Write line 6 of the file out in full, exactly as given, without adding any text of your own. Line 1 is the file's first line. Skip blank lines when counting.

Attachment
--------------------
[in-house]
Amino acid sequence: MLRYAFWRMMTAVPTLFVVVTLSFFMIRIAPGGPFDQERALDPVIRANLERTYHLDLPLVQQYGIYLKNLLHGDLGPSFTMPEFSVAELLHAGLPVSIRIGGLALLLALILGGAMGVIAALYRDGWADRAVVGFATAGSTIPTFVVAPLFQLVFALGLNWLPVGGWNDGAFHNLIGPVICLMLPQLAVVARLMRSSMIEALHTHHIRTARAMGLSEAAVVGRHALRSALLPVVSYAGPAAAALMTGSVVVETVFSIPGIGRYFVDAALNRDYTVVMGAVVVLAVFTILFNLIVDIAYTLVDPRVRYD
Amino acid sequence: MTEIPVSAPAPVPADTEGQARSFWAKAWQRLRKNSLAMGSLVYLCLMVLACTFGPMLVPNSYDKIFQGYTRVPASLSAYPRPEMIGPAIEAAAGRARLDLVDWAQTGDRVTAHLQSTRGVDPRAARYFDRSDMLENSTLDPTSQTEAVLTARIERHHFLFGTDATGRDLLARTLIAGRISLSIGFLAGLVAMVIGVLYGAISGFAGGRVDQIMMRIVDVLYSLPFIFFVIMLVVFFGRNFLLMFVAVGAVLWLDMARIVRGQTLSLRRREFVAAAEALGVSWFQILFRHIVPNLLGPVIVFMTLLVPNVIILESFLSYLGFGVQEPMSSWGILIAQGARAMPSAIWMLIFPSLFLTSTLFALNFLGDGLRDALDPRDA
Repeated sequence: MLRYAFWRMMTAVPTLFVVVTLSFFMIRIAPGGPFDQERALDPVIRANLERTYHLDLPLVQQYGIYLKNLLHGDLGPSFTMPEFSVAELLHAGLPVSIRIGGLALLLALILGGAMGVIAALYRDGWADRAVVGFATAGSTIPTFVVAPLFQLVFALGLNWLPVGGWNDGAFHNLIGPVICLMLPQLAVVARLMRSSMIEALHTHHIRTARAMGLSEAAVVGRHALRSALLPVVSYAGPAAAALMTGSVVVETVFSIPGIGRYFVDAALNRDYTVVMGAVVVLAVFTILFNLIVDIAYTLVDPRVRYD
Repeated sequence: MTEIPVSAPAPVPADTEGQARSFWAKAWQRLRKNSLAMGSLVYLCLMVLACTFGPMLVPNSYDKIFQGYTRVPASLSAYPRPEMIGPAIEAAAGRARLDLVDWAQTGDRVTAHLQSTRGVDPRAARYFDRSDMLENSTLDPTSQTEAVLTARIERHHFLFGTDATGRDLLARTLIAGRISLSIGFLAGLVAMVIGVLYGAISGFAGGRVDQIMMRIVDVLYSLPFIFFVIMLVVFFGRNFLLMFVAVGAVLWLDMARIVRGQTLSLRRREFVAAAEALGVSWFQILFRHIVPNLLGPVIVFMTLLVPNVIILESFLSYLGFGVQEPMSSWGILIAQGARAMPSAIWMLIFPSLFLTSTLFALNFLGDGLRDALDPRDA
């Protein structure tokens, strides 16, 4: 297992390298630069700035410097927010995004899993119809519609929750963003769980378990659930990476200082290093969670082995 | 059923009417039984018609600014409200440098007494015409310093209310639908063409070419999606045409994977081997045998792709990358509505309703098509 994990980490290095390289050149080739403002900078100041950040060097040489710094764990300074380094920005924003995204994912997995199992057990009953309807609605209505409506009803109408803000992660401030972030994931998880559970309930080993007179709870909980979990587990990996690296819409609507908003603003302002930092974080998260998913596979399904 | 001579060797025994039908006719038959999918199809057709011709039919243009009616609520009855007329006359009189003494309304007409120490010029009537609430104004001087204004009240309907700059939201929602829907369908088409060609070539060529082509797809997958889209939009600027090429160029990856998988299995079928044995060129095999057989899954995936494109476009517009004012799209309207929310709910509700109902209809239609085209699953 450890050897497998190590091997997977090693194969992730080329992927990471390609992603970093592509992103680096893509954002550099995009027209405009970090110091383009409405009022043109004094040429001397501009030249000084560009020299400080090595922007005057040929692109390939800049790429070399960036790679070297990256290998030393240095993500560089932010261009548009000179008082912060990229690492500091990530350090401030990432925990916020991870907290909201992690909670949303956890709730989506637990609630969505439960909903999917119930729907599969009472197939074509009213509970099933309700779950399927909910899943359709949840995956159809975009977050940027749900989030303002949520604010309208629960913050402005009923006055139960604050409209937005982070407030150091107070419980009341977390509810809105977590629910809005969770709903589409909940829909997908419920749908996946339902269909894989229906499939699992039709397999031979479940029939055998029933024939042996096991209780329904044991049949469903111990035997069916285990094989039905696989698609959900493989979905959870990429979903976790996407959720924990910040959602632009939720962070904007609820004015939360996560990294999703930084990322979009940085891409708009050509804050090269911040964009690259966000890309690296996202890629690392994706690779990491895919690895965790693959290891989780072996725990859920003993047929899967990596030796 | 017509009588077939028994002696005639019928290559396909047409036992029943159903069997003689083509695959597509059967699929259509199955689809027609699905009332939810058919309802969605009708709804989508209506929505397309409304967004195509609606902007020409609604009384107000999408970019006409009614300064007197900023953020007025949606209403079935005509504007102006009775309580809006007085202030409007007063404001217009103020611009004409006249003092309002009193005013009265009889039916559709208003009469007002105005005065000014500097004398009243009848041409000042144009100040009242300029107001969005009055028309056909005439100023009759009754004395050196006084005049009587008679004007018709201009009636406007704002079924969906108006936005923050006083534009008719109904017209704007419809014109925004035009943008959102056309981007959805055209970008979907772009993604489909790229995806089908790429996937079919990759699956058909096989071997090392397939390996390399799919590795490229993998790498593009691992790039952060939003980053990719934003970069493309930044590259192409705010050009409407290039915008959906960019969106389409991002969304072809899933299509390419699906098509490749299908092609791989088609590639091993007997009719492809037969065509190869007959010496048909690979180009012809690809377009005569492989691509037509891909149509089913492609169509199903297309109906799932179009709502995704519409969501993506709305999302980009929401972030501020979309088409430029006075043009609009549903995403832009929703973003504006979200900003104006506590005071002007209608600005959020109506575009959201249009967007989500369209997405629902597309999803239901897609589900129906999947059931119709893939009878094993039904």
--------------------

């Protein structure tokens, strides 16, 4: 297992390298630069700035410097927010995004899993119809519609929750963003769980378990659930990476200082290093969670082995 | 059923009417039984018609600014409200440098007494015409310093209310639908063409070419999606045409994977081997045998792709990358509505309703098509 994990980490290095390289050149080739403002900078100041950040060097040489710094764990300074380094920005924003995204994912997995199992057990009953309807609605209505409506009803109408803000992660401030972030994931998880559970309930080993007179709870909980979990587990990996690296819409609507908003603003302002930092974080998260998913596979399904 | 001579060797025994039908006719038959999918199809057709011709039919243009009616609520009855007329006359009189003494309304007409120490010029009537609430104004001087204004009240309907700059939201929602829907369908088409060609070539060529082509797809997958889209939009600027090429160029990856998988299995079928044995060129095999057989899954995936494109476009517009004012799209309207929310709910509700109902209809239609085209699953 450890050897497998190590091997997977090693194969992730080329992927990471390609992603970093592509992103680096893509954002550099995009027209405009970090110091383009409405009022043109004094040429001397501009030249000084560009020299400080090595922007005057040929692109390939800049790429070399960036790679070297990256290998030393240095993500560089932010261009548009000179008082912060990229690492500091990530350090401030990432925990916020991870907290909201992690909670949303956890709730989506637990609630969505439960909903999917119930729907599969009472197939074509009213509970099933309700779950399927909910899943359709949840995956159809975009977050940027749900989030303002949520604010309208629960913050402005009923006055139960604050409209937005982070407030150091107070419980009341977390509810809105977590629910809005969770709903589409909940829909997908419920749908996946339902269909894989229906499939699992039709397999031979479940029939055998029933024939042996096991209780329904044991049949469903111990035997069916285990094989039905696989698609959900493989979905959870990429979903976790996407959720924990910040959602632009939720962070904007609820004015939360996560990294999703930084990322979009940085891409708009050509804050090269911040964009690259966000890309690296996202890629690392994706690779990491895919690895965790693959290891989780072996725990859920003993047929899967990596030796 | 017509009588077939028994002696005639019928290559396909047409036992029943159903069997003689083509695959597509059967699929259509199955689809027609699905009332939810058919309802969605009708709804989508209506929505397309409304967004195509609606902007020409609604009384107000999408970019006409009614300064007197900023953020007025949606209403079935005509504007102006009775309580809006007085202030409007007063404001217009103020611009004409006249003092309002009193005013009265009889039916559709208003009469007002105005005065000014500097004398009243009848041409000042144009100040009242300029107001969005009055028309056909005439100023009759009754004395050196006084005049009587008679004007018709201009009636406007704002079924969906108006936005923050006083534009008719109904017209704007419809014109925004035009943008959102056309981007959805055209970008979907772009993604489909790229995806089908790429996937079919990759699956058909096989071997090392397939390996390399799919590795490229993998790498593009691992790039952060939003980053990719934003970069493309930044590259192409705010050009409407290039915008959906960019969106389409991002969304072809899933299509390419699906098509490749299908092609791989088609590639091993007997009719492809037969065509190869007959010496048909690979180009012809690809377009005569492989691509037509891909149509089913492609169509199903297309109906799932179009709502995704519409969501993506709305999302980009929401972030501020979309088409430029006075043009609009549903995403832009929703973003504006979200900003104006506590005071002007209608600005959020109506575009959201249009967007989500369209997405629902597309999803239901897609589900129906999947059931119709893939009878094993039904």